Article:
Omar Skarsvåg, technical art director at Stadia Lab, who has specialized in animation technologies, character development, and pipelines for two decades, points to the same sort of issue that Urquhart notes: It all comes down to balance, but as with Street, he believes that’s because developers are “hardware bound.”

“If your ‘console’ scales to whatever the software needs to run at realtime, we can do so much more,” Skarsvåg said. That hardware issue is exacerbated by hardware lead times, Cammarata said. “The last three console generations have lasted seven years. From a hardware perspective, that means you’re working on hardware that’s at it’s best on day one, and on average you’re working on a spec that’s three and a half years old,” he said. “That’s costly - but what it gets you is a stable, solid platform that your game will run on, the same, for every player. PCs have always been more of a continuum - but that leads to a proliferation of configurations you have to support, which becomes a nightmare.”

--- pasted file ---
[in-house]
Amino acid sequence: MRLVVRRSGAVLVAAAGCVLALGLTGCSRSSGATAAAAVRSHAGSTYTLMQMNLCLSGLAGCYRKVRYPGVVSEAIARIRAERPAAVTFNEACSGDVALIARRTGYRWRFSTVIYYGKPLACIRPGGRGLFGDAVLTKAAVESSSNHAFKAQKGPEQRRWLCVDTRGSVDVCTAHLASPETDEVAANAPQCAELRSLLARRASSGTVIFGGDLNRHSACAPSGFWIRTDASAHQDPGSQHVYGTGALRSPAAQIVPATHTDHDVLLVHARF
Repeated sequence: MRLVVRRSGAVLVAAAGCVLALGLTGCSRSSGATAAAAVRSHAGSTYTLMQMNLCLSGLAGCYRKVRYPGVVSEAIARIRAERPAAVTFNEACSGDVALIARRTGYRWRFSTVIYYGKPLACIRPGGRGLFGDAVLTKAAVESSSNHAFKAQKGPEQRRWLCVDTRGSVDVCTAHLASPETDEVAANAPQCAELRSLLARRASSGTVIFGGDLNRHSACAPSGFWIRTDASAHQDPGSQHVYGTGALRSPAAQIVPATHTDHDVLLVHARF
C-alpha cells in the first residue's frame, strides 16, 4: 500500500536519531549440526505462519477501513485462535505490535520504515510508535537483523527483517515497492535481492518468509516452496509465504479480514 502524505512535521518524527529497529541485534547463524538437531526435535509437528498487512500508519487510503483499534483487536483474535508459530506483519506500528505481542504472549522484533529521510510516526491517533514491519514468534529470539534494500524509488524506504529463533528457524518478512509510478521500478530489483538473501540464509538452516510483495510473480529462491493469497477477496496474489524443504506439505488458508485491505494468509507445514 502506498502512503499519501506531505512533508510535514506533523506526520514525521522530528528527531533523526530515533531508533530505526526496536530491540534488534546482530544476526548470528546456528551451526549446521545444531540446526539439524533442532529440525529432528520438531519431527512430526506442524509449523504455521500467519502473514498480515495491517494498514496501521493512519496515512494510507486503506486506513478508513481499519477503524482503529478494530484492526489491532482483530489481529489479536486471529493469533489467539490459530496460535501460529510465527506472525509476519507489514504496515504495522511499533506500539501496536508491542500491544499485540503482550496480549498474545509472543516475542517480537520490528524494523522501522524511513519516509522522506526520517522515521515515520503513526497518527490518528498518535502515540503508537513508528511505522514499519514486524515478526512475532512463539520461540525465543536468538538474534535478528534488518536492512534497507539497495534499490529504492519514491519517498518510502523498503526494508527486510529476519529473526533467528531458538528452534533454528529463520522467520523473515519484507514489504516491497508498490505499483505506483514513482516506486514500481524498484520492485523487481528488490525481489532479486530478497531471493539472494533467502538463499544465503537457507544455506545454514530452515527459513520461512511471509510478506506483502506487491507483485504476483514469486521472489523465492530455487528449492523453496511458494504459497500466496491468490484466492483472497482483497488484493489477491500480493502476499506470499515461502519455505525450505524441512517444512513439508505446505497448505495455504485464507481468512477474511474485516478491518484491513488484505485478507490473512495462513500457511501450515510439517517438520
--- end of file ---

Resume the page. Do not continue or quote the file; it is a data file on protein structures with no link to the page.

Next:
He points to Stadia’s approach, which is working to remove the limitations of a console by moving everything to the cloud and refreshing the hardware automatically, as an approach that will allow creators to better realize their increasingly demanding visions.

Lack of standardization

A lack of standardization and closed platforms also were noted as major limitations for developers this generation. 2X2’s Ratković said he’s surprised that there still exists a lack of robust cross-platform rendering, something he said he hoped would have been completely solved by now.

“I'm a bit of a raytracing nut, so I'm always excited to see innovation there,” he said. “My biggest worry is that currently, ray tracing has a bit of proprietary feel to it. For example, amazing things can be achieved with NVIDIA's RTX and OptiX, but trying to do cross-hardware and cross-platform ray tracing can incur a huge performance penalty. I'd really like to see better cross-platform ray tracing. A standardized ray tracing API would go a long way.”